- The Washington Times - Friday, August 16, 2013

BOSTON — The Republican National Committee voted Friday to bar NBC and CNN from sponsoring GOP primary debates in the 2016 election, ramping up pressure to stop the networks from running programs focused on Hillary Rodham Clinton.

RNC chairman Reince Priebus, who is trying to consolidate control over the primary process, said the networks’ programs were likely aid Mrs. Clinton, who is seen as the frontrunner for the Democratic presidential nomination, and he said that’s unfair to the GOP.

“It is the right thing to do for our voters,” Mr. Priebus said. “They are not going to get a real debate of substance if its run by a network who wants to help out Hillary Clinton. We are done with this nonsense, there are plenty of other good networks. CNN and NBC anchors will just have to watch on their competitors networks. The media overplayed their hand this time.”


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The vote came on the third and final day of the RNC’s “Making it Happen” summer meeting, where the committee continued to pick up the pieces from the 2012 election and prepare for the 2014 and 2016 elections.

Mr. Priebus capped the event by pushing back against the notion that intra-party battles are tearing apart the GOP.

“I think it’s a good thing that we can have honest discussions on policy,” Mr. Priebus said. “A robust party should take time to debate the right solutions, and the right tactics. But there shouldn’t be any question: We’re united on our principles.”

NBC is scheduled to produce a fictionalized miniseries called “Hillary.” Oscar-nominated actress Diane Lane is supposed to play Mrs. Clinton. The four-hour film is expected to cover the former first lady’s public life since 1998, the year consumed by President Bill Clinton’s affair with White House intern Monica Lewinsky and the resulting impeachment furor.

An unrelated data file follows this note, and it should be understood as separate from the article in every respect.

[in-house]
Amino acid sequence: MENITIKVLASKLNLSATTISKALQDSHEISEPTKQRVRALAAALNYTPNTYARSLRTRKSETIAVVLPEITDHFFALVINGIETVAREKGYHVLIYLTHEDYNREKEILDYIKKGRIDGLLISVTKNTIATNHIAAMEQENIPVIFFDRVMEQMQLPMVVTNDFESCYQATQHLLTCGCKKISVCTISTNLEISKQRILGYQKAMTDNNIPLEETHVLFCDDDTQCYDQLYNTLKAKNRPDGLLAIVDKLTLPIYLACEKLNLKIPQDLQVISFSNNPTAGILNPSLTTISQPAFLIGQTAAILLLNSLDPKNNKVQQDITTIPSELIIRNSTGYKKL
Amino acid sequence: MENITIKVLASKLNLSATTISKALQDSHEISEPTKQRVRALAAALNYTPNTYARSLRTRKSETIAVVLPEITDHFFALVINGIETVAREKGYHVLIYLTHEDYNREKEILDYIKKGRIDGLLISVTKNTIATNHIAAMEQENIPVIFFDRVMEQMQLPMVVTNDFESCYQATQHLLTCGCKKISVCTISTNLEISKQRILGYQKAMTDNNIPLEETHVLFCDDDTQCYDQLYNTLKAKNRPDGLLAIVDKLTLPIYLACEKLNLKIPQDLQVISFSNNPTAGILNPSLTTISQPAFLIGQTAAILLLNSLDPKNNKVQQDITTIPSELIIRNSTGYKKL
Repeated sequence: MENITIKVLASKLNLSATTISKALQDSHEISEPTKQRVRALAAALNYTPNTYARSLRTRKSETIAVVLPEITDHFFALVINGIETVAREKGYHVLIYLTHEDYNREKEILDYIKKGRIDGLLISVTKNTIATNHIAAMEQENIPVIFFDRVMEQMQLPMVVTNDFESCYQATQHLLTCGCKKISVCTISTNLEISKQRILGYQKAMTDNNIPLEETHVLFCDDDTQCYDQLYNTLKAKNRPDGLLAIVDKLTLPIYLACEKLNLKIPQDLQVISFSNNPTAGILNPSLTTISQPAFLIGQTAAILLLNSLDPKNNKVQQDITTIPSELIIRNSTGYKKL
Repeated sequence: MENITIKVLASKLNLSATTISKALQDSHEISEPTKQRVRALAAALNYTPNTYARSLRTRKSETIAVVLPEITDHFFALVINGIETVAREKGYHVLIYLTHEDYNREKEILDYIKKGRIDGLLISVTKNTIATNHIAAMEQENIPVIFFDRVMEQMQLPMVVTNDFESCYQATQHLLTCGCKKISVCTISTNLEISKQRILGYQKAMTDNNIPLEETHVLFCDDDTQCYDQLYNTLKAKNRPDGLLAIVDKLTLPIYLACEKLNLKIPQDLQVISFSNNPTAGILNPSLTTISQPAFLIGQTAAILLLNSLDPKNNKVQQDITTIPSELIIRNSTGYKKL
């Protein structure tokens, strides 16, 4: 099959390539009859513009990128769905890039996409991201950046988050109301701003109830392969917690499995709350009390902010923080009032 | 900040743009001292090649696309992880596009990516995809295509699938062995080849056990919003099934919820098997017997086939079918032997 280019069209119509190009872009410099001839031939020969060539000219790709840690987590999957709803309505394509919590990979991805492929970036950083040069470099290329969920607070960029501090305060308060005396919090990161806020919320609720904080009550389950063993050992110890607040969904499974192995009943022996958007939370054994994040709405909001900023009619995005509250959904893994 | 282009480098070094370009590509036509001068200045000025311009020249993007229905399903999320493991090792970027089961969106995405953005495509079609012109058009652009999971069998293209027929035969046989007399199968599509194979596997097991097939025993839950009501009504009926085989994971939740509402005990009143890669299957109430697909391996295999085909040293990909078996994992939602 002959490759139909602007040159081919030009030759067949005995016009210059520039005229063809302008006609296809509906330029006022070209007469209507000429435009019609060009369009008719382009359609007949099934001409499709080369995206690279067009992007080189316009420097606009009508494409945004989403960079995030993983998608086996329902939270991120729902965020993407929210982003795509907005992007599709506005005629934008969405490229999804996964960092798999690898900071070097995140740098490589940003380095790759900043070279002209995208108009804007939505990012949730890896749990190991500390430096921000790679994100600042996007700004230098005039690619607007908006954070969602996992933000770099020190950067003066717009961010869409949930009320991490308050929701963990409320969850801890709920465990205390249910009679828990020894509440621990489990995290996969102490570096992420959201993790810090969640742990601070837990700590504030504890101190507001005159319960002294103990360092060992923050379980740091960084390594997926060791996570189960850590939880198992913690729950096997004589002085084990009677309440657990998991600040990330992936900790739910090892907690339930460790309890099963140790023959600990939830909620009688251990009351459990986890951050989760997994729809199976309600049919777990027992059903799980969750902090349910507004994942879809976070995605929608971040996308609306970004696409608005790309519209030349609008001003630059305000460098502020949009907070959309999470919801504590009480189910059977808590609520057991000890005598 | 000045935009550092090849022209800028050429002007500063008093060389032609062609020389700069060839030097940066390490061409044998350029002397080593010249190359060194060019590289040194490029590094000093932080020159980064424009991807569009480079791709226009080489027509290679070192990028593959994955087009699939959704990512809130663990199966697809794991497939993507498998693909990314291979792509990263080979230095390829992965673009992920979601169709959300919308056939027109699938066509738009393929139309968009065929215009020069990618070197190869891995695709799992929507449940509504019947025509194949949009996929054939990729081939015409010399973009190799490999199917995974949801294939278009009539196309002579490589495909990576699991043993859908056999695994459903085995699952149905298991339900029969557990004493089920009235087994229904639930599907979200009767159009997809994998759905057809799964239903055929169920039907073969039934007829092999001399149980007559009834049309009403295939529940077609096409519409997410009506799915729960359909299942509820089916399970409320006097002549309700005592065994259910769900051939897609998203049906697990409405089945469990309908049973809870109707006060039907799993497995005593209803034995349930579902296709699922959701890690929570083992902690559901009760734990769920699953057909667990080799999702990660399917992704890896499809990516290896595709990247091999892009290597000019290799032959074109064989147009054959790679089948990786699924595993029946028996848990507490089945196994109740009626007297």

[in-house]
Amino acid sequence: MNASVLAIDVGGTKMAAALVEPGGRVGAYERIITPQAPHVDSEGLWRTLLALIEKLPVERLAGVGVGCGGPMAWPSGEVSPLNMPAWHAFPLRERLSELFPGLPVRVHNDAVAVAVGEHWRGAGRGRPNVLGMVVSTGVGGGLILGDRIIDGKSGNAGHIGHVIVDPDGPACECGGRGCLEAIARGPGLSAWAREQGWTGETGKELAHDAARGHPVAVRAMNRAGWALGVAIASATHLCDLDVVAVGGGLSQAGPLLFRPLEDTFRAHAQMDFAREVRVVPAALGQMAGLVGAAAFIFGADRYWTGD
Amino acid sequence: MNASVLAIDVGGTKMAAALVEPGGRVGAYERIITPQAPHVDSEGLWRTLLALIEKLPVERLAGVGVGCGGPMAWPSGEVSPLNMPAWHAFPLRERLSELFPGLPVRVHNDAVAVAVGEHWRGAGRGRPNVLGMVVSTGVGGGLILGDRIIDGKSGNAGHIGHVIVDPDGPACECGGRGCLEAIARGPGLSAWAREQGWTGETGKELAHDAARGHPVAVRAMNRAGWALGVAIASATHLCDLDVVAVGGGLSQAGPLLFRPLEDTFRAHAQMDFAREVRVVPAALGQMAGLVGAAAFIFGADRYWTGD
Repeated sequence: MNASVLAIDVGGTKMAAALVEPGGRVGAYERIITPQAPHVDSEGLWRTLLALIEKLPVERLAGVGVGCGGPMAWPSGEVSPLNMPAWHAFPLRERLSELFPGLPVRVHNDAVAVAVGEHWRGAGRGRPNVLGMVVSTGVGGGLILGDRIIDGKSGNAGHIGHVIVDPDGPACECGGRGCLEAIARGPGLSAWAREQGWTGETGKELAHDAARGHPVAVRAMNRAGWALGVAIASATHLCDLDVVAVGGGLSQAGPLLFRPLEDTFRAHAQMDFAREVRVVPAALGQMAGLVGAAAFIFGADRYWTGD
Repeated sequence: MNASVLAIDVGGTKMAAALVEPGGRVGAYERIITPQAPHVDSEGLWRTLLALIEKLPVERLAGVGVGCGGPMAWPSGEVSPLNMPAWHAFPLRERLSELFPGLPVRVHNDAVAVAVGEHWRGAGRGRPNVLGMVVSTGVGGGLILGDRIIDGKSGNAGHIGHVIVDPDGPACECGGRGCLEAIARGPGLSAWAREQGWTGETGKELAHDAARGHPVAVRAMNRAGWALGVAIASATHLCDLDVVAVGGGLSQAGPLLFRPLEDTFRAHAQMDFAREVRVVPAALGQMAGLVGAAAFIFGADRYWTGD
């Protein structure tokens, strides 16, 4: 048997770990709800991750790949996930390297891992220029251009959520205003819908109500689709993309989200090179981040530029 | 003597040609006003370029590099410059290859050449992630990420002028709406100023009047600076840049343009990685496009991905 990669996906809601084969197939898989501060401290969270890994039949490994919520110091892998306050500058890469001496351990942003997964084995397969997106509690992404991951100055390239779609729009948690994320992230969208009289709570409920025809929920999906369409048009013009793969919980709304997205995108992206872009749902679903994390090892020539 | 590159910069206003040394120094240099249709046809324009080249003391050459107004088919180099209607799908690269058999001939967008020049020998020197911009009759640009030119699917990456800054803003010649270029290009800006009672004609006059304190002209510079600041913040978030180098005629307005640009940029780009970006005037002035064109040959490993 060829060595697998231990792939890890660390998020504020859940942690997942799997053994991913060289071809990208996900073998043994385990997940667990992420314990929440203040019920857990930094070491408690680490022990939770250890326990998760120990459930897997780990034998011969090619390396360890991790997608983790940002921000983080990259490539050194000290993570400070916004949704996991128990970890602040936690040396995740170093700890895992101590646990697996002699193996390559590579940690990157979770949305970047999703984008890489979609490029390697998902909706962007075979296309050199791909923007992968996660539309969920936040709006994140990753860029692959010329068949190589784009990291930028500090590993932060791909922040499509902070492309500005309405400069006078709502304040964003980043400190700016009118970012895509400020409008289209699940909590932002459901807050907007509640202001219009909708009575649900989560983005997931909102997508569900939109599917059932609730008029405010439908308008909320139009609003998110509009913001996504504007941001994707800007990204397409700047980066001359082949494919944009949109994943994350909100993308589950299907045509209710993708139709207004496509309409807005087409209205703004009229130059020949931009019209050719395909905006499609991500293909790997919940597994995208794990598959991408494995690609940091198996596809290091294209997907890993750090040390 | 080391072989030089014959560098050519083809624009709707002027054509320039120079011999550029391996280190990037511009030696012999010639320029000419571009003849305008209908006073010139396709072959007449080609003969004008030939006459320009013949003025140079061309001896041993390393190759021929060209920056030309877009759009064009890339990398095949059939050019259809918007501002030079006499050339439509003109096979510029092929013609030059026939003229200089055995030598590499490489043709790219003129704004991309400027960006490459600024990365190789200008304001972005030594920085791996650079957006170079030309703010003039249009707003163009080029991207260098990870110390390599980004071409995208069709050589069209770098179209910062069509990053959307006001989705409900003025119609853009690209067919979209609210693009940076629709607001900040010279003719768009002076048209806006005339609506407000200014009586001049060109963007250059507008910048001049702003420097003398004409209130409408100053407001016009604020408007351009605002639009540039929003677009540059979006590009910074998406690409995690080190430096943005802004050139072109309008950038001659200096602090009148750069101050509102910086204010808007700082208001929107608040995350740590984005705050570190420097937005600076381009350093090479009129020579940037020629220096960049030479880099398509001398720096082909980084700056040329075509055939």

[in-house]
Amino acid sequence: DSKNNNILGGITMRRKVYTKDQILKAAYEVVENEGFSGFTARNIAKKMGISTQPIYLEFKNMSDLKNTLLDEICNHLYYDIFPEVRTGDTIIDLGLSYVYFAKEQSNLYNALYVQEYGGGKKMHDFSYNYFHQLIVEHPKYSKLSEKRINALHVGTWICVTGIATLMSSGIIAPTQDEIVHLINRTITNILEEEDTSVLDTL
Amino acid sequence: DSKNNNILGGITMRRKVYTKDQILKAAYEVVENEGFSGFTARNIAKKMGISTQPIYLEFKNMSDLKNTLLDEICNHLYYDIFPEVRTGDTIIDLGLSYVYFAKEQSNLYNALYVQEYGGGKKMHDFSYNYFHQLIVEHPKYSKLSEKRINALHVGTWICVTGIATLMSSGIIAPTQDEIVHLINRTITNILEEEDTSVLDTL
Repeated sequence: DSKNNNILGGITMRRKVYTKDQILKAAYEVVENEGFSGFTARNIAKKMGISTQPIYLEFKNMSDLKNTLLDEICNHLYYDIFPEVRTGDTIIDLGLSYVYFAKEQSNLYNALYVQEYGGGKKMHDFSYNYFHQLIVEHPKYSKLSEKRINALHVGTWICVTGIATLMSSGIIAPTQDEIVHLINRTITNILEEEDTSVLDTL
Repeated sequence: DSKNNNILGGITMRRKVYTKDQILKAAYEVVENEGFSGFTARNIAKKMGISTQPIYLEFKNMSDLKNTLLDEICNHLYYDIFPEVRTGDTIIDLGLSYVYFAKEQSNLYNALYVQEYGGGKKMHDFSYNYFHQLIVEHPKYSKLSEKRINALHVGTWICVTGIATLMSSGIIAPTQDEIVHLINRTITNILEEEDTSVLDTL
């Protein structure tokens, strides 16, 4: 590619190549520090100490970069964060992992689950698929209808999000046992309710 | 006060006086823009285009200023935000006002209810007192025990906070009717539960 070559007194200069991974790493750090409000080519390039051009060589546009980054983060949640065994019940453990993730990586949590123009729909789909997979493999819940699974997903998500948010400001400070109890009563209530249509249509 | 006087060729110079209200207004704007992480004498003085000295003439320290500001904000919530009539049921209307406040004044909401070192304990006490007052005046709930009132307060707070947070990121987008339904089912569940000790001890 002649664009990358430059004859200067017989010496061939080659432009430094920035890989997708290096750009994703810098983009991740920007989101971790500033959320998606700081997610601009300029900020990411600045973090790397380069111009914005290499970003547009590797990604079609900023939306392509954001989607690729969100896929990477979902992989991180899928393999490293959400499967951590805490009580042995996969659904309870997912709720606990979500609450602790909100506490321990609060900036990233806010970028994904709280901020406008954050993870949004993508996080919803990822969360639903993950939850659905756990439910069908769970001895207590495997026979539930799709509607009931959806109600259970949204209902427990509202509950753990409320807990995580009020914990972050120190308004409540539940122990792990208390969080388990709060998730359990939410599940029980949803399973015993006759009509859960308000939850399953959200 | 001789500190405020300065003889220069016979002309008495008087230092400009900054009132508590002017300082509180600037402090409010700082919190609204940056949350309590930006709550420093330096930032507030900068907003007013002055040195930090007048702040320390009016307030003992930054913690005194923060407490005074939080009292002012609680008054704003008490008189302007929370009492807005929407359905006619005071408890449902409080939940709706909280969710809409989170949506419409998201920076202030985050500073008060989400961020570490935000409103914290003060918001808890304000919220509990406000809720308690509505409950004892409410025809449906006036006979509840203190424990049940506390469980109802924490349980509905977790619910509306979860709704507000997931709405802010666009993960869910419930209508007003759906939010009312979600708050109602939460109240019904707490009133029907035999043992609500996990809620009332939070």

CNN Films, meanwhile, plans to air a feature-length documentary on Mrs Clinton.

CNN said in a statement last week that the RNC should reserve judgment on the project unit they know more about the film, which is in the “very early stages of development and months from completion.” They also said that “limiting their debate participation seems to be the ultimate disservice to voters.”

Mr. Priebus said in his speech here Friday that he is not buying the explanation.

“The networks can talk all they want about the lines between their divisions,” Mr. Priebus said Friday. “But the same week that people at NBC promised that NBC News was different than NBC Entertainment, that very same week that they made that argument, they announced they are going to give a prime time MSNBC slot to … Alec Baldwin.”

The RNC’s resolution points out that Robert Greenblatt, chairman of NBC Entertainment, has contributed tens of thousands of dollars to Mrs. Clinton, President Obama and the Democratic National Committee.